SK: Are you into John Cage’s writing or music or both or neither?

Kevin Doran: I respect his work, yes.

SK: Could you enlighten me about your music, the process of creation, the instruments used, its style and your desired goals?

Kevin Doran: The process isn’t too serious, as I just make music for fun (and upload it to MySpace and my blog): I use solely digital audio workstation software. If I wanted to get serious, I could hook-up my guitar to my laptop, use samplers (like Matina Stamatakis does) or digital recorders, etc, but I’m having fun with what I’ve been doing. I haven’t spent any more than a few days on any one song; so I don’t sweat blood over it like I would my writing.

The style is eclectic, within the scope of the purely electronic: trip hop, drum and bass, breakbeat, ambient; anything that’s interesting.

The desired goal is to have fun and be creative.

SK: Where did you obtain this frightening mask through which you read your work here?

Kevin Doran: Someone gave it to me. It was all so haphazard, actually. I’d wanted to do something a little different, and initially thought of utilising my big hood, so to speak, and perhaps using a mask. I’d been half-thinking for a while that if I was going to put it online, I’d need to continue the partial anonymity thing I have going on (by which I mean you can find photographs of me online, but you have to look for them). The night before the reading, I saw several of the same mask hanging from someone’s bookshelf. It came together nicely. I cut bigger nose holes to breathe better, and cut out the bottom to allow jaw room to speak.

I was so busy/disorganised that I didn’t pick what I was going to read until a few hours before the reading (I mistakenly read some drafts). I didn’t have time to practise with the mask on, and I wasn’t prepared for how difficult it would be to breathe in. And being a little drunk on real absinthe, and wine, didn’t help. In the video, you can see, just thirty seconds after I start reading, there’s a lengthened pause and I shift off one leg to the other; that’s me thinking, ‘Shit, I can’t breathe in this thing.’

SK: Living in the United Kingdom (I believe you’ve lived in England and Ireland at different times?), are postage fees concerning email-excluded submissions to American magazines a problem of expense or otherwise too much of a hassle?

Kevin Doran: I moved to Australia from England in 1986, back to England in 1995, then to Ireland in 1999, then back to England in 2005, where I co-lived there and in Ireland for the first year, and where I’ve lived to the present day.

Postal submissions to any country or place is too much hassle. The expense isn’t the issue: I see any postal fee as being more than rebated with the number of free contributor copies that get mailed to me from here and abroad. Electronic submissions are much more convenient.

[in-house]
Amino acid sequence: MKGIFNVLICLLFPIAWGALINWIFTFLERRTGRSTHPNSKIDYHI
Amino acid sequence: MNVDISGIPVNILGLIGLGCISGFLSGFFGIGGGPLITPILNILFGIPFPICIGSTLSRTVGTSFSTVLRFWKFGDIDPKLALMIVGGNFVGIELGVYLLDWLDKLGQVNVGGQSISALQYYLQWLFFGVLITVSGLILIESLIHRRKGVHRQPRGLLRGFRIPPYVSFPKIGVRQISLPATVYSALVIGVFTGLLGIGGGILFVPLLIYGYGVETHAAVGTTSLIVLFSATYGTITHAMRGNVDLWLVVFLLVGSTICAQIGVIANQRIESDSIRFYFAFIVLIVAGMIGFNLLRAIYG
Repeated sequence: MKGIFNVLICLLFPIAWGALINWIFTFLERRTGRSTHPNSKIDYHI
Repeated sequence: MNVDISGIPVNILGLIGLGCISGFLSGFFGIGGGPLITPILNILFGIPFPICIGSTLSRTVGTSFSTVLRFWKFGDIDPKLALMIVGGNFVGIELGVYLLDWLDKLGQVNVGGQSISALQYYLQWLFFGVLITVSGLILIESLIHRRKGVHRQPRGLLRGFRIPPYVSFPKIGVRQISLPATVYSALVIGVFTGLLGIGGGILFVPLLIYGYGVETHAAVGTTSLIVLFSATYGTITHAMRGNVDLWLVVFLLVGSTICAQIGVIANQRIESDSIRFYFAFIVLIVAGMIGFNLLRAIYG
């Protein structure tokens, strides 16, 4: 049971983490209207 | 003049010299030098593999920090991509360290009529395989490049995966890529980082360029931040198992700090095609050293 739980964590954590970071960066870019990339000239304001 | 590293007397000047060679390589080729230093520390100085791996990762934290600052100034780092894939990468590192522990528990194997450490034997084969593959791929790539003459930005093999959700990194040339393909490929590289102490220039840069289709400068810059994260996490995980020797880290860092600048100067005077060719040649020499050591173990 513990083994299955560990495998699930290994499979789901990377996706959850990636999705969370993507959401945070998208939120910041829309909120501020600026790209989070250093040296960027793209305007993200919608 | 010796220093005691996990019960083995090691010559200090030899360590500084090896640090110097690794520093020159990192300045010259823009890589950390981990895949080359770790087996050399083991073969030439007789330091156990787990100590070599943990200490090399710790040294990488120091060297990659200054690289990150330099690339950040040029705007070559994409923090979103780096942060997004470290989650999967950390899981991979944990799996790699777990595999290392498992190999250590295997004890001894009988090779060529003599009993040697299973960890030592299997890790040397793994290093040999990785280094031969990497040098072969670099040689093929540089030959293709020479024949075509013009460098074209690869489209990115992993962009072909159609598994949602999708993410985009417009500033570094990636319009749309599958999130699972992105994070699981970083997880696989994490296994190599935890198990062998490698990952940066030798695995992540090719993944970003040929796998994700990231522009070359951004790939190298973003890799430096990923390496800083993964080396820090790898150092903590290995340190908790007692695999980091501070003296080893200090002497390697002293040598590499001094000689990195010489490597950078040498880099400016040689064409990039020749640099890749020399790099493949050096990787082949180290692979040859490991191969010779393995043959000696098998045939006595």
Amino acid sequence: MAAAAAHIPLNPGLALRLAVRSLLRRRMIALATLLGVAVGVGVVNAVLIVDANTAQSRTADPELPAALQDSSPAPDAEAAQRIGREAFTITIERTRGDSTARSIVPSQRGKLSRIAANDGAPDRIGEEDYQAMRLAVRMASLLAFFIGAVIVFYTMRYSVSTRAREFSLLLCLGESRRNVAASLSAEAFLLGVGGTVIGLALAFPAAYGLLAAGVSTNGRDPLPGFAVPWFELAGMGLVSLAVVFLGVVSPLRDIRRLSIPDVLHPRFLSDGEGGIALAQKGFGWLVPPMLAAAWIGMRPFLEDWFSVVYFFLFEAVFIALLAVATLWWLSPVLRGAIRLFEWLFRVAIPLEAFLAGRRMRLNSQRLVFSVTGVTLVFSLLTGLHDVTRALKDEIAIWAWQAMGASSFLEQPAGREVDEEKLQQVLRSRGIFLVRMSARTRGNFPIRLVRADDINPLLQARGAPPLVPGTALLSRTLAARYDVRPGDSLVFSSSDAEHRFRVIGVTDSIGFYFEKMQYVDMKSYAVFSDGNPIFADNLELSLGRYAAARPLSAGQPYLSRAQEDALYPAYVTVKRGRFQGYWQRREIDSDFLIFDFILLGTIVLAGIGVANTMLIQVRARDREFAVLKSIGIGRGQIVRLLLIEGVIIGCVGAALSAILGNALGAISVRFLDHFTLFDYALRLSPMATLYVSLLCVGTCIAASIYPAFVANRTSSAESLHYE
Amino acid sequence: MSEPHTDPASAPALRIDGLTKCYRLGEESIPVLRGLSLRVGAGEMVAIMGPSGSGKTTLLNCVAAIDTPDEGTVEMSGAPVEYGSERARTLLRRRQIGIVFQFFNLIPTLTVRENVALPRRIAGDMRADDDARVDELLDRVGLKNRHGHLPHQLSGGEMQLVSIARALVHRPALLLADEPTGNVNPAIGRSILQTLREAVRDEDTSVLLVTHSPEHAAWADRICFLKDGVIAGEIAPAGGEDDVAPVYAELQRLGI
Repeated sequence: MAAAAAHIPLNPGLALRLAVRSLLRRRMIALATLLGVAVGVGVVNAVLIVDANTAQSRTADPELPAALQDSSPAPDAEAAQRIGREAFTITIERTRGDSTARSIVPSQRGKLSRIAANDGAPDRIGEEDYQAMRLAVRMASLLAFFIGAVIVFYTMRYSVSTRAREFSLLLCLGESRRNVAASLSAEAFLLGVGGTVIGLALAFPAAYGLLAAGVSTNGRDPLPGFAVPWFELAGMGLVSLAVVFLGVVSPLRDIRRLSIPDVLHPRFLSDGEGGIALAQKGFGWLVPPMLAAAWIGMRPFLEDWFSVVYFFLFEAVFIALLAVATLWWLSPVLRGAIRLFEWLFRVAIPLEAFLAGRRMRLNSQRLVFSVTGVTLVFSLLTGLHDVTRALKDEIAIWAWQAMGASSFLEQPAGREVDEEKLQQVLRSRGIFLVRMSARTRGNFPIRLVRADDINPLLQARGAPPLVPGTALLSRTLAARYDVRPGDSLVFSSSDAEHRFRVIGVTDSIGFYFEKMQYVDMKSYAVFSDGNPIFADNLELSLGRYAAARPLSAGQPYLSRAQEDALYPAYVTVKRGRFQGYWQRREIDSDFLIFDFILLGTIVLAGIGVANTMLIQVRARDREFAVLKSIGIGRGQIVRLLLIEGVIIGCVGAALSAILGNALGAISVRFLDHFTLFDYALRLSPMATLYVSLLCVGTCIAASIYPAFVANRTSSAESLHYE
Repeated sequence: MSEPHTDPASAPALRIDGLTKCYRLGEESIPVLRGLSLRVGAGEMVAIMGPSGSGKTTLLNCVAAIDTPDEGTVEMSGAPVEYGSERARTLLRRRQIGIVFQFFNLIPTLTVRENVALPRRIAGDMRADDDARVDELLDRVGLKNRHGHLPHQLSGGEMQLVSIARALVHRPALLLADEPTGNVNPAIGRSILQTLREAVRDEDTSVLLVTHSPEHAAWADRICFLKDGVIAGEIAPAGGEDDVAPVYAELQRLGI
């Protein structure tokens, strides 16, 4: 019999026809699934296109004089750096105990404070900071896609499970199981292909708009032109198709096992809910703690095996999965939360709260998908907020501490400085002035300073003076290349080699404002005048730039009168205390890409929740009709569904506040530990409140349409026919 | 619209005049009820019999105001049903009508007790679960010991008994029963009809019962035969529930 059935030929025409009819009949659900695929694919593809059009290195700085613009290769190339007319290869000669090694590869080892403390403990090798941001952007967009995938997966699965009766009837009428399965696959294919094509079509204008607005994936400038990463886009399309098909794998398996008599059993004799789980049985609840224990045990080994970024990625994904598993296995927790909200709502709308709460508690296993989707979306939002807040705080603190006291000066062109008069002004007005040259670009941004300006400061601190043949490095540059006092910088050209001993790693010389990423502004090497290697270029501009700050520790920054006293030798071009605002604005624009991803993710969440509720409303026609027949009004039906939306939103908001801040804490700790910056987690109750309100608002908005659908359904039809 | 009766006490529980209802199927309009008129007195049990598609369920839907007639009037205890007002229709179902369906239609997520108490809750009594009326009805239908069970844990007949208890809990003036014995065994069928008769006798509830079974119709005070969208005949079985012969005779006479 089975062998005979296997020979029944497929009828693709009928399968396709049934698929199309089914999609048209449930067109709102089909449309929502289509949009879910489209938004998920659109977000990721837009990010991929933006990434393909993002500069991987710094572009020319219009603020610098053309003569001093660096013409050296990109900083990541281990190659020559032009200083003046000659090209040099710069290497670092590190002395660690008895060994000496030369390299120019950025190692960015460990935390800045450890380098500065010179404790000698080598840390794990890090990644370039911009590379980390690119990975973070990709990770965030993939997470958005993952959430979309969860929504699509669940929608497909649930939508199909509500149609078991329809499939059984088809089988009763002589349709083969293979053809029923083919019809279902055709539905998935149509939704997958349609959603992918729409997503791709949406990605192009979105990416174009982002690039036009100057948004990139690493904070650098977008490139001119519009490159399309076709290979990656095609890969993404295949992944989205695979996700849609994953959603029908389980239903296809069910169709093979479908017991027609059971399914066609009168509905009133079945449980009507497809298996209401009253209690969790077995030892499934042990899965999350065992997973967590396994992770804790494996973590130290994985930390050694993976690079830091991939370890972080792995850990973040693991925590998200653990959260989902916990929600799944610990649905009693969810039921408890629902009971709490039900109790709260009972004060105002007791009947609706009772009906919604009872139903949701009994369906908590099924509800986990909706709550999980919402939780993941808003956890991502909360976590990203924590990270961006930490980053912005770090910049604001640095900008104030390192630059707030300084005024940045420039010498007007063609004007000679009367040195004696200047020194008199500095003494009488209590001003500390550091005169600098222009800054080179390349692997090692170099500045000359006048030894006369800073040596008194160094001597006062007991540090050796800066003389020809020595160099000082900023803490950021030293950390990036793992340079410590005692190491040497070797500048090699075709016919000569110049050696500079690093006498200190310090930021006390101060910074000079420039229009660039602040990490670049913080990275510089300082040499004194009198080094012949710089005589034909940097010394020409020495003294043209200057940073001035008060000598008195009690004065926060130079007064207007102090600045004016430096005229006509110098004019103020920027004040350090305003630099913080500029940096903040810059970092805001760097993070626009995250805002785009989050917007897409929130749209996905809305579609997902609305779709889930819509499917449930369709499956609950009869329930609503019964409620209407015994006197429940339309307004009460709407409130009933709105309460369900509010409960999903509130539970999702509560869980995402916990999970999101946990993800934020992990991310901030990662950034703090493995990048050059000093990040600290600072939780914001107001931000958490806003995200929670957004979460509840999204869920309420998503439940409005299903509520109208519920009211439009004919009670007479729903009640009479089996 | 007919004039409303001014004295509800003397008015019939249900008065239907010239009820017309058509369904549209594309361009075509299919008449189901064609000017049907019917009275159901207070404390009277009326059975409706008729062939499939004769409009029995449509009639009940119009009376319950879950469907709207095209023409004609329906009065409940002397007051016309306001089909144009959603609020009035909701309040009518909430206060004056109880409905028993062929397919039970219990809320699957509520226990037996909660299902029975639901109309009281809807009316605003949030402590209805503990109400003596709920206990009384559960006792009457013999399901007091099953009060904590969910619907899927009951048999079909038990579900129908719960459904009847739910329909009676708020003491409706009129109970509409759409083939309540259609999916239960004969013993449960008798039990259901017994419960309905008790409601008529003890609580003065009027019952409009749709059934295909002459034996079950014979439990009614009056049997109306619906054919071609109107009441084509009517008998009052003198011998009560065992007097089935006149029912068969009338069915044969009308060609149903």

SK: As long as I’ve been a fan of your work, I’ve also been a fan of your distinctive facial hair. Would you please describe for me your shaving methods, the history of your facial hair, and if there is a technical or personally invented name for the style in which you grow it?

Kevin Doran: Shaving usually occurs for me anywhere between two days and two months after I think, ‘I should probably shave now’. These Muslim guys thought I was Muslim once. A Muslim guy in a kebab shop asked me if I was Muslim. (Customs love me: I got belligerently questioned about what religion I am, once, and I usually get searched even when I don’t set-off the metal detector.) I think I’ve fully shaven once, possibly twice, since I was a teenager.

I’m not sure about names -- I’ve never looked into it! I know I’ve never had handlebars or a plain moustache. I’ll look into it . . . Okay, it seems I’ve had a balcarrotas, jawline beard/chinstrap beard, chin beard, circle beard, goatee, petit goatee, sideburns, balbo, short boxed beard, and a couple other slight variations that I couldn’t find names for. No, I’ve never named any of the styles -- but it’s something to think about now.

SK: Is absinthe legal in England? I’ve never had real absinthe before, can’t find it. That silly American ban because some cunt murdered his family in 1910 is messing me up. Could you tell me about absinthe, in general and perhaps a story?

Kevin Doran: Just to clarify, by ‘real absinthe’ I mean seventy to eighty per cent volume. Absinthe is legal in England, but you can generally only find the weaker absinthe. There’s a bar near here that has some, but it’s a bit vile. My brother brought the bottle I had -- Green Devil -- back from Eastern Europe, or possibly Spain. A friend who drinks it a lot more than I do says that Harrods in London is the only place nearby that sells real absinthe, though it can be ordered online.

Absinthe is a unique drink that induces a unique feeling. You don’t necessarily feel drunk, more so relaxed; and instead of spiralling into paralytic incoherency, it sharpens the senses, makes you feel clear-headed. This is due to the mix of both stimulants and sedatives in the drink.

I went to Amsterdam a couple years ago and drank some absinthe and wrote some poetry. That’s it; that’s my story . . .


Blogger Ben Latini said...

You're a really great interviewer Sean. You actually ask clever, thoughtful, interesting and funny questions instead of the boring typical stock questions most people ask. Only problem is: Now I've been spoiled and have a hard time reading the work of less adept interviewers.